On November 8, the International Crisis Group presented two reports—titled “The North Caucasus: The Challenges of Integration (I), Ethnicity and Conflict,” and “The North Caucasus: The Challenges of Integration (II), Islam, the Insurgency and Counter-Insurgency”—at the Sakharov Center in Moscow. Apart from the conflict in Chechnya, the ICG reports stressed potentially combustible issues in the North Caucasus, such as the Ossetian-Ingush conflict, the situation in Dagestan’s Aukhov district, land-related conflicts between Kabardins and Balkars in Kabardino-Balkaria, and Russian-North Caucasian conflicts in Stavropol region. The ICG reports provoked controversy even within the largely like-minded, mostly human rights–oriented community of Russian experts on the North Caucasus (www.kavkaz-uzel.ru, November 9).
The head of the RAMCOM Center for Regional Socio-Economic Studies, Denis Sokolov, pointed out that the ICG reports ignored Moscow’s attempts to use the economic revival of the North Caucasus as a tool for improving the security situation in the region. Sokolov also said that the reports underestimated the role of the local North Caucasian elites in the unraveling situation in the region. Some experts rejected the notion of “ethnic conflict” as such, saying that the elites’ scramble for power and resources did not need to be framed as an “ethnic conflict.” The head of the Memorial human rights center, Oleg Orlov, dismissed the ICG’s statement about the Chechen government’s drive to return to Chechen traditions. “All Chechen contemporary reality drastically contradicts the true, original Chechen traditions,” he said. “The whole Chechen contemporary reality contradicts genuine, age old Chechen traditions; contradicts how disputes were resolved in traditional Chechen society and in general how life was organized. One-man management that totally suppresses any individual manifestation fundamentally contradicts Chechen customs and lifestyle” (www.kavkaz-uzel.ru, November 9).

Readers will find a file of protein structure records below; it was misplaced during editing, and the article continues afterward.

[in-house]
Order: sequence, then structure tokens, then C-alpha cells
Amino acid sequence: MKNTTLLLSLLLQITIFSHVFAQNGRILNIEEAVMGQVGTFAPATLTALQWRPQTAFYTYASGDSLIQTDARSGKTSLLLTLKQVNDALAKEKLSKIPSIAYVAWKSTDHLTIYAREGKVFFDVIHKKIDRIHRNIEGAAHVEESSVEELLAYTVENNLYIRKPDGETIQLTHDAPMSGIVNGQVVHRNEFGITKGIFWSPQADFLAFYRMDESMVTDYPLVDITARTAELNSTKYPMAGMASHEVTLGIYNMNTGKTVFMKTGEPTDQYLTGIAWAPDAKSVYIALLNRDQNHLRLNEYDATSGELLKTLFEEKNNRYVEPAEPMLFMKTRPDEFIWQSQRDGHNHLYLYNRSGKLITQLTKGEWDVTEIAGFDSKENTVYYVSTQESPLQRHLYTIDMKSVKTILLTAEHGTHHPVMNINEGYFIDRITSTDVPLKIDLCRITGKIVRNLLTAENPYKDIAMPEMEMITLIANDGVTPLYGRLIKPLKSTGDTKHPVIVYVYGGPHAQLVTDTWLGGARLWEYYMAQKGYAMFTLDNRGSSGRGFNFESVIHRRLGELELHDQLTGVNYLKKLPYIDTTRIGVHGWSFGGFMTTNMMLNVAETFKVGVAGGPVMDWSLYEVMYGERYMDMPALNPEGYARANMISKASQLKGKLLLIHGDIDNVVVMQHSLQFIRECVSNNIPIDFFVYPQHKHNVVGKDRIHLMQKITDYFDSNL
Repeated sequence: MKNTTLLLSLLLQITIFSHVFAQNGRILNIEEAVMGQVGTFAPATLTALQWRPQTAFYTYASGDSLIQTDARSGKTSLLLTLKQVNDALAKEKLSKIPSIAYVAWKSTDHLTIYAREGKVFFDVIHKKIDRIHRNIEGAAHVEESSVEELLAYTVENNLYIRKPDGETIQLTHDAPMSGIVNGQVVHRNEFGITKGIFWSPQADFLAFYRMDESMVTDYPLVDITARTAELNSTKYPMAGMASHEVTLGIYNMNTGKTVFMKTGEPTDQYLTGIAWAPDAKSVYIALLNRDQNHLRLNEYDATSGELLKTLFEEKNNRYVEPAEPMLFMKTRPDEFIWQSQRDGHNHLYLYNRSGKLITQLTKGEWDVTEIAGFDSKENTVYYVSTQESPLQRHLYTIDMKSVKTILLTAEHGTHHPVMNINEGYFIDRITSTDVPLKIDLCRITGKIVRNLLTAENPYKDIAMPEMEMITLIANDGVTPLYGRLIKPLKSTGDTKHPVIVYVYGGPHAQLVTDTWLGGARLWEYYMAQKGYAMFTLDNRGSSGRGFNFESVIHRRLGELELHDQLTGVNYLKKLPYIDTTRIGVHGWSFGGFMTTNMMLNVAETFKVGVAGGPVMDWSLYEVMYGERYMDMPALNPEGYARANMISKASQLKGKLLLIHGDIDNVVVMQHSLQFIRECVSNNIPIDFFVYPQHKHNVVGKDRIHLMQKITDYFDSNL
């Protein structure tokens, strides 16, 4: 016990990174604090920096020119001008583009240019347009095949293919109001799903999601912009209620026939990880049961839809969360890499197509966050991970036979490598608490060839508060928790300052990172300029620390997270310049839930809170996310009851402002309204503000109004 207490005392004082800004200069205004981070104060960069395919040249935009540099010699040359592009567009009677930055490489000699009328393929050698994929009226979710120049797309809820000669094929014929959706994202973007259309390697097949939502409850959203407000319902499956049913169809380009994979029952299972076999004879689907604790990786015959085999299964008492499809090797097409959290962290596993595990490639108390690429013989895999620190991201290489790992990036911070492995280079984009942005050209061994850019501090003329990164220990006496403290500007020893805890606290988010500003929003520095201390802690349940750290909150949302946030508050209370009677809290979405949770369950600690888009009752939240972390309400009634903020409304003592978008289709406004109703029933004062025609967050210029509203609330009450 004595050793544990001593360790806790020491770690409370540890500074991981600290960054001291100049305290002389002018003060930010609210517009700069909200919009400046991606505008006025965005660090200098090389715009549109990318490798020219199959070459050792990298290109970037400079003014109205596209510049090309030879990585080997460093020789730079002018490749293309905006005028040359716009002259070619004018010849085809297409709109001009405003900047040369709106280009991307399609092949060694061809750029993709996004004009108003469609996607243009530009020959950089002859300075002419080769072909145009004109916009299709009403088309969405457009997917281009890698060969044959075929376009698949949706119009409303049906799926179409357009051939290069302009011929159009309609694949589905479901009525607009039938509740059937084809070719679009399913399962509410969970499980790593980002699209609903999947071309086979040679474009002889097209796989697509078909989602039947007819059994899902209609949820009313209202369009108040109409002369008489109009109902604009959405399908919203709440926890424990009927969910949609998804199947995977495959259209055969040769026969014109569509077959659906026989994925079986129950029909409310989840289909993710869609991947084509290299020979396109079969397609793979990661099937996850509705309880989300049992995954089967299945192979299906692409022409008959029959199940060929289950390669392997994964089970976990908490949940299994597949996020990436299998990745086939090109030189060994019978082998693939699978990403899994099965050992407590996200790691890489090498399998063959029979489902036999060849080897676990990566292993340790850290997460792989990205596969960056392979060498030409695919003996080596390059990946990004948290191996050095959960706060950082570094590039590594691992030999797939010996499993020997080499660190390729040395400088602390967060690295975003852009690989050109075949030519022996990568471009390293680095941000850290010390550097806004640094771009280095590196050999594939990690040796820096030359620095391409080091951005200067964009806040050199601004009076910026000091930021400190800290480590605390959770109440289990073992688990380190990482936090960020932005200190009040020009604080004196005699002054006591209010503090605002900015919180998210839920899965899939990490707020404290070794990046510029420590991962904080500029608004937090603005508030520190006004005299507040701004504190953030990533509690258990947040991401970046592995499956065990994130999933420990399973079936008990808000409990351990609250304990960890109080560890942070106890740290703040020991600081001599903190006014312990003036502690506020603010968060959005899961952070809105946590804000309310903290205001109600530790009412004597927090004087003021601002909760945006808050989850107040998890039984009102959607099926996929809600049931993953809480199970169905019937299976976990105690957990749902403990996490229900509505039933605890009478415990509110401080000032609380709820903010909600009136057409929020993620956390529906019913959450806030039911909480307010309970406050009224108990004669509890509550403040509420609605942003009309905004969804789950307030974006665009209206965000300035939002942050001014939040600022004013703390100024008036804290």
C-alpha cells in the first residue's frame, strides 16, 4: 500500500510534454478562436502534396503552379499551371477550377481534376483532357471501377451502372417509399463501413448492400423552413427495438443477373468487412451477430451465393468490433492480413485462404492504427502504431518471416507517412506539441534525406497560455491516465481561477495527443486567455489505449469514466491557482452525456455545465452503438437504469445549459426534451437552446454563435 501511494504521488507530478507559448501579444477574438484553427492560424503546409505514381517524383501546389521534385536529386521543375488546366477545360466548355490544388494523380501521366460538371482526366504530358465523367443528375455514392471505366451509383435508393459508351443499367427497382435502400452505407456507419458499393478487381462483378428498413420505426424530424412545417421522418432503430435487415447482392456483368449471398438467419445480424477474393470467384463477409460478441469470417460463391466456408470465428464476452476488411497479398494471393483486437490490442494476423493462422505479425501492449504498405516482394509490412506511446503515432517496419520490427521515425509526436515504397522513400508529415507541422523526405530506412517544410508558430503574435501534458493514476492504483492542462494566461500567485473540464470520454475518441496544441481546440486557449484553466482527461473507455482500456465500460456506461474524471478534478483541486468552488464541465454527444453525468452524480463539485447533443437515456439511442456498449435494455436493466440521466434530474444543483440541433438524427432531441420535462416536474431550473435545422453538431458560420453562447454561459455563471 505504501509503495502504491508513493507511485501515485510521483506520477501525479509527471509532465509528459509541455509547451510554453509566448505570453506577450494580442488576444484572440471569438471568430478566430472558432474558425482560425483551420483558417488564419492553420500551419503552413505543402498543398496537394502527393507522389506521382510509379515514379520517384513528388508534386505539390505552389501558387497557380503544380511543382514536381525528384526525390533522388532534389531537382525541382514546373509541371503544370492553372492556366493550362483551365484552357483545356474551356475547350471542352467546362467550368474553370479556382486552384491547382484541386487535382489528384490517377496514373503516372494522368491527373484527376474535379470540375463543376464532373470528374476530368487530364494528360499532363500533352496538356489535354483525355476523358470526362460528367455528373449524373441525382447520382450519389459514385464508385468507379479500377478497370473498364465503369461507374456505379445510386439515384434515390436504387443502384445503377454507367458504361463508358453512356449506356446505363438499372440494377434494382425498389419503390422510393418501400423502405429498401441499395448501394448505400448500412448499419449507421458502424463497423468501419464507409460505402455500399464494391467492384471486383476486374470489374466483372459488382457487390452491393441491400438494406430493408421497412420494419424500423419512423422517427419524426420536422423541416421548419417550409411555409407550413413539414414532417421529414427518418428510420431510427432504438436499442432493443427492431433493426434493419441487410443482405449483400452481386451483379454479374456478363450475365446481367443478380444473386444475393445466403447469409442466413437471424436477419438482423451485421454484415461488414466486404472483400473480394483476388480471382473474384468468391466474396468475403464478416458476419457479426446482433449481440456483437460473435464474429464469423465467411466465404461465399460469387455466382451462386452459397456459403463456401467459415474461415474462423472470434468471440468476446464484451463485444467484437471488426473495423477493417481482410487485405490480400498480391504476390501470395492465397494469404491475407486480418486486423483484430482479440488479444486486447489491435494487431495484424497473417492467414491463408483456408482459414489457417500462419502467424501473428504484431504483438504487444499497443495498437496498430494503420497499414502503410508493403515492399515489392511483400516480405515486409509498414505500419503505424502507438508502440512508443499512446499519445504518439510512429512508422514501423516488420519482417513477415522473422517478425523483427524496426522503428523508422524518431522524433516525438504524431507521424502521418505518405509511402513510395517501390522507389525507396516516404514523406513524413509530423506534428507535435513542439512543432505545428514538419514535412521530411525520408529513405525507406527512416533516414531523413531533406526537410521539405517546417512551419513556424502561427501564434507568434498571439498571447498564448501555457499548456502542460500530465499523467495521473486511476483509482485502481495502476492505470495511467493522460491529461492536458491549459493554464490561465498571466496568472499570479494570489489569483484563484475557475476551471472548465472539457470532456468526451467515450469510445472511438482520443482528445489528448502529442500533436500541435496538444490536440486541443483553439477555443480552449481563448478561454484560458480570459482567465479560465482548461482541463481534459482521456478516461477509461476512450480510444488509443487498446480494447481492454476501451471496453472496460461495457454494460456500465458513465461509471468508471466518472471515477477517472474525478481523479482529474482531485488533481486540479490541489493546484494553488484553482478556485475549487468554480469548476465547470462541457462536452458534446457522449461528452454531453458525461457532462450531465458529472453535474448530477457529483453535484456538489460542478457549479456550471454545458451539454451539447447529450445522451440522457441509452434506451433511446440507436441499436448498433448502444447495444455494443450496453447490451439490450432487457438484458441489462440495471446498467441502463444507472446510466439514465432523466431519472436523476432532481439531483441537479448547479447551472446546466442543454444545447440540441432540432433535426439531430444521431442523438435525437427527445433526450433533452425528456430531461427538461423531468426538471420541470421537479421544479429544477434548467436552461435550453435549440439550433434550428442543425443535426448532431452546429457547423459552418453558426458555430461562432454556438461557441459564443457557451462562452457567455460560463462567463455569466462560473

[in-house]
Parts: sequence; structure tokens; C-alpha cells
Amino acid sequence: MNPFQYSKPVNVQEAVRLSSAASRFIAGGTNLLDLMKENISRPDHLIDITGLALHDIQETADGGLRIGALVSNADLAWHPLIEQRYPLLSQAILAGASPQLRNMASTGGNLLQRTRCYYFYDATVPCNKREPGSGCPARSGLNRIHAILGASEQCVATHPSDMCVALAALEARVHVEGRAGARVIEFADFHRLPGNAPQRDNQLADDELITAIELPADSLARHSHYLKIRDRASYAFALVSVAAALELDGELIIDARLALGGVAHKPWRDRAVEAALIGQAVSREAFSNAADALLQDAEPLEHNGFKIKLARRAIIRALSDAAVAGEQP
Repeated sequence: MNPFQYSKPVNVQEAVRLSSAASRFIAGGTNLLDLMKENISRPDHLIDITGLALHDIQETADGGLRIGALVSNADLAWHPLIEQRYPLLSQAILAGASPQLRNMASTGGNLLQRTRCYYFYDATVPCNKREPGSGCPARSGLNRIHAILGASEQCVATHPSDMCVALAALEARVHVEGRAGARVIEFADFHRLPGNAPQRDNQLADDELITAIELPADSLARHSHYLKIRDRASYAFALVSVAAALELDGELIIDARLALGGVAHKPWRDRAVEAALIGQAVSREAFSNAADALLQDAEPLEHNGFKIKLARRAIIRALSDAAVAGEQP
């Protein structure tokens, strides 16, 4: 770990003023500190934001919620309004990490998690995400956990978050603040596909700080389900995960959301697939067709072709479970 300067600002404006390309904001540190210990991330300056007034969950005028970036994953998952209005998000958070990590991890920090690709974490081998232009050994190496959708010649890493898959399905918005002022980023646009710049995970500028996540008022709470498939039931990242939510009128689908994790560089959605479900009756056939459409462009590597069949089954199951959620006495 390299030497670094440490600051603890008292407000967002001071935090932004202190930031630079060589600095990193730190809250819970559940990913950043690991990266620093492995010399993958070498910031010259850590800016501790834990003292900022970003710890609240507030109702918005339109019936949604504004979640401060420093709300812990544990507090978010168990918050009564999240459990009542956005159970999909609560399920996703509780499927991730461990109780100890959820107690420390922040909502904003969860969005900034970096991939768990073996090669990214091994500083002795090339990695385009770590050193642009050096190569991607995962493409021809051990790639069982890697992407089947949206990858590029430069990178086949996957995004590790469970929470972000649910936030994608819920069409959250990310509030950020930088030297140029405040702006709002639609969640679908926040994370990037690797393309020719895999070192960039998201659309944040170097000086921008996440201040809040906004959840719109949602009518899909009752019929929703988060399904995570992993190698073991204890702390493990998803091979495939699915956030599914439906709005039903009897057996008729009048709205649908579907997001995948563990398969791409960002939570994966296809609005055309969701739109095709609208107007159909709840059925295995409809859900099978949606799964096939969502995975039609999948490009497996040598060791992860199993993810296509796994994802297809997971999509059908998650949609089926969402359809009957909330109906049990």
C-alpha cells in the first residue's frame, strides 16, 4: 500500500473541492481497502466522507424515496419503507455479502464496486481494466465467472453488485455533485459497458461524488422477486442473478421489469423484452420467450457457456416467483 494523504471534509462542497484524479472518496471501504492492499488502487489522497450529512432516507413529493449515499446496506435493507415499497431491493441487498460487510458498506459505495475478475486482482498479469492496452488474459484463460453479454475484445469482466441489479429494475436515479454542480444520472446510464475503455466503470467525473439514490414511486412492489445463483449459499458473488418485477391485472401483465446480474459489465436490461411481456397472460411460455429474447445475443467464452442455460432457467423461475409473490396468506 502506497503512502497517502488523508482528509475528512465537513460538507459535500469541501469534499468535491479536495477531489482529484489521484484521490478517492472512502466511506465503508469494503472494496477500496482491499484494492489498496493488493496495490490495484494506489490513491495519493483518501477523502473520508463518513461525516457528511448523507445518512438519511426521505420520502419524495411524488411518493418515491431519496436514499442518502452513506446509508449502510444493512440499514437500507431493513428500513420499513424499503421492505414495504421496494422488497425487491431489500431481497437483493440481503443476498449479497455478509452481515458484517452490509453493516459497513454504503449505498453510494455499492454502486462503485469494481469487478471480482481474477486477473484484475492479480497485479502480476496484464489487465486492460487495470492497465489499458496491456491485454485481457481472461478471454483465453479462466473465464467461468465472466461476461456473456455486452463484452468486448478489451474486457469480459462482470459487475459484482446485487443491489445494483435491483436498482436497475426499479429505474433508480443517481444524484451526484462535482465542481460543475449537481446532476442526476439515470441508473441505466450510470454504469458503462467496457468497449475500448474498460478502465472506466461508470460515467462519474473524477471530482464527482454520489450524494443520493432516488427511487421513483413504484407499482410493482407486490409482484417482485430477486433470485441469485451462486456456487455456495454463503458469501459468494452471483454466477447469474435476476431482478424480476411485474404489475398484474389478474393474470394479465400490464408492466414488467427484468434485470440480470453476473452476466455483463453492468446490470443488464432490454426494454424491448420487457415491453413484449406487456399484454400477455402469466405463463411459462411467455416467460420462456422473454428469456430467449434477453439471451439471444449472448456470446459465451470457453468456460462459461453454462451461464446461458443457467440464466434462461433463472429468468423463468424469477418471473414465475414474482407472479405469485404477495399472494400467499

In the very title of its reports on the North Caucasus, the ICG manifested its position regarding the protracted conflict in the region. The group practically stated that it promoted the “integration” of the North Caucasus into Russia. The reports for some reason ignored even the opinion of the larger part of Russia’s own population, which increasingly sees the North Caucasus outside of the Russian Federation. In addition, there is the North Caucasus’ own population, which may not see its future in greater integration with Russia, but rather in getting a greater degree of political autonomy, and perhaps even complete separation from Russia. It is unclear why the ICG adopted a closed-ended solution for the North Caucasus’ problem, instead of relying on classical conflict-resolution guides that favor open-ended approaches to conflicts.